Industry Partners Innovation: Standard Hydrogen

Hydrogen Infrastructure

California is leading the way in zero-emission vehicle transportation, with more than 2,000 automobiles on the road powered by hydrogen fuel cells, which have a range of 300 to 400 miles and can refuel in three to five minutes. While at least three automakers—Toyota, Kia, and Honda— manufacture hydrogen fuel cell models, the lack of infrastructure to refuel these vehicles prohibits their wide-scale adoption. It’s a problem Paul Mutolo is tackling in New York State.

Along with two business partners, Mutolo founded Standard Hydrogen Corporation in 2012. Initially, the company won a $3 million federal award to bring a fuel cell bus to Ithaca, which would have been the first deployment of a fuel cell bus in the state. But the grant only paid for the bus itself. When the team failed to raise funds for a hydrogen fueling station—due to perceived lack of demand—they had to give the bus back, forcing the company to rethink its business model.

“We realized that we needed to diversify and make sure there was something else we could do with the infrastructure besides serve vehicles,” says Mutolo. That was an unintended blessing. In California, hydrogen stations provide fuel from storage tanks, similar to conventional gas stations. Standard Hydrogen developed a new system to produce hydrogen on site. The goal is to develop a sustainable hydrogen infrastructure to fuel vehicles and to use that infrastructure to help support the power grid across the state.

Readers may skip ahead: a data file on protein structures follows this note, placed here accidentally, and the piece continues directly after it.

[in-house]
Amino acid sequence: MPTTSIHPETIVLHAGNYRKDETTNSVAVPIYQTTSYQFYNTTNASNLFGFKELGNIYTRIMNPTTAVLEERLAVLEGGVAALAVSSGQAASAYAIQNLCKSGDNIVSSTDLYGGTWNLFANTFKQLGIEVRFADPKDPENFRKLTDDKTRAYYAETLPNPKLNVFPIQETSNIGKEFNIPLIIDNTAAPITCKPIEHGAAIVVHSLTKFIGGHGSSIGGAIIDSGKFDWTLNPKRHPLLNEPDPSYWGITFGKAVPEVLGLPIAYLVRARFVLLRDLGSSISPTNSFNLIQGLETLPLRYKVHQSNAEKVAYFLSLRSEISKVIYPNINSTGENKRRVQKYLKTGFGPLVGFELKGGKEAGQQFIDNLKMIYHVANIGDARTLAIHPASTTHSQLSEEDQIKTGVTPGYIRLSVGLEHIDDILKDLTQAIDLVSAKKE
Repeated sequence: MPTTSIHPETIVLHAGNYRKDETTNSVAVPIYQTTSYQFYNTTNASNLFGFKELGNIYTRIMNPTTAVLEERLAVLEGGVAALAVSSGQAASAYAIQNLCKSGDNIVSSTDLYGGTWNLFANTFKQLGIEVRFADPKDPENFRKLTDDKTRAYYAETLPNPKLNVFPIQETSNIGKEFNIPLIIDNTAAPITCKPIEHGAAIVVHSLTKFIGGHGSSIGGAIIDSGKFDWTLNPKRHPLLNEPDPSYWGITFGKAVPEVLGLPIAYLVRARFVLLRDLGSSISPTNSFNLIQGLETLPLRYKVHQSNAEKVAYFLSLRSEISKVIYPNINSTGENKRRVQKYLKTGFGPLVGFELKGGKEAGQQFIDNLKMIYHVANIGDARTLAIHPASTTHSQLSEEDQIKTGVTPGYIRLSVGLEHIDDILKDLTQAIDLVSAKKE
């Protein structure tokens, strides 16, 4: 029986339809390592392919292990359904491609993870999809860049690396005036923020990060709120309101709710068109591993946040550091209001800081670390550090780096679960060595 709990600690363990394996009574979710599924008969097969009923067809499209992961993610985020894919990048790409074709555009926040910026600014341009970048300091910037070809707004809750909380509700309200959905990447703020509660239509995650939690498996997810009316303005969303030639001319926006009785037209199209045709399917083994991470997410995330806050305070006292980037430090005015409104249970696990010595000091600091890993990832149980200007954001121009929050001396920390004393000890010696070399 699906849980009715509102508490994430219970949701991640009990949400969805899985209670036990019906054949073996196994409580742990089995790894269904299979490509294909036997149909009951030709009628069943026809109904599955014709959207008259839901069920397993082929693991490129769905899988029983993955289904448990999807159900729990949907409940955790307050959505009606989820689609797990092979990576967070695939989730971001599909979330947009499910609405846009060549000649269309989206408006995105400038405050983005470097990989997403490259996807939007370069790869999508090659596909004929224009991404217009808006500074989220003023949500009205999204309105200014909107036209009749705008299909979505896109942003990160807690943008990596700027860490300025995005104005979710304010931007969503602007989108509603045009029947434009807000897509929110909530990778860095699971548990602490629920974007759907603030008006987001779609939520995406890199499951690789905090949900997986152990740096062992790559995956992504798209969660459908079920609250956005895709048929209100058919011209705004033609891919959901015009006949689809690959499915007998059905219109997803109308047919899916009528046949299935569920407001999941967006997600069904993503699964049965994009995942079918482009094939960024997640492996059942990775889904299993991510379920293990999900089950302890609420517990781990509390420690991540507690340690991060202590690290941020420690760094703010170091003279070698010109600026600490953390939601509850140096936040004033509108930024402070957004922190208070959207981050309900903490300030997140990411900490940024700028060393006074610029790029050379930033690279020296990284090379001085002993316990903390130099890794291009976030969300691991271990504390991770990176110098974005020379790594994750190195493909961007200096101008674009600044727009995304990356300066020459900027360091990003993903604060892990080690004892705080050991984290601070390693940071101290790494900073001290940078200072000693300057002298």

“After Hurricane Sandy, a lot of cellphone towers were the only things that remained up and running around the New York City area, and that was because they were backed up by fuel cell power units,” explains Mutolo. “That’s exactly what we’re doing, just on a larger scale.”
Standard Hydrogen has a proprietary design for the technology and is looking to build a demonstration station in New York State.

“SyracuseCoE has helped us validate our idea for functionality on the grid and for being able to generate revenues from the grid. With their support, we advanced critical conversations with Con Edison and National Grid,” he says.

An award from SyracuseCoE’s Innovation Fund helped the team develop a print and digital media campaign to educate stakeholders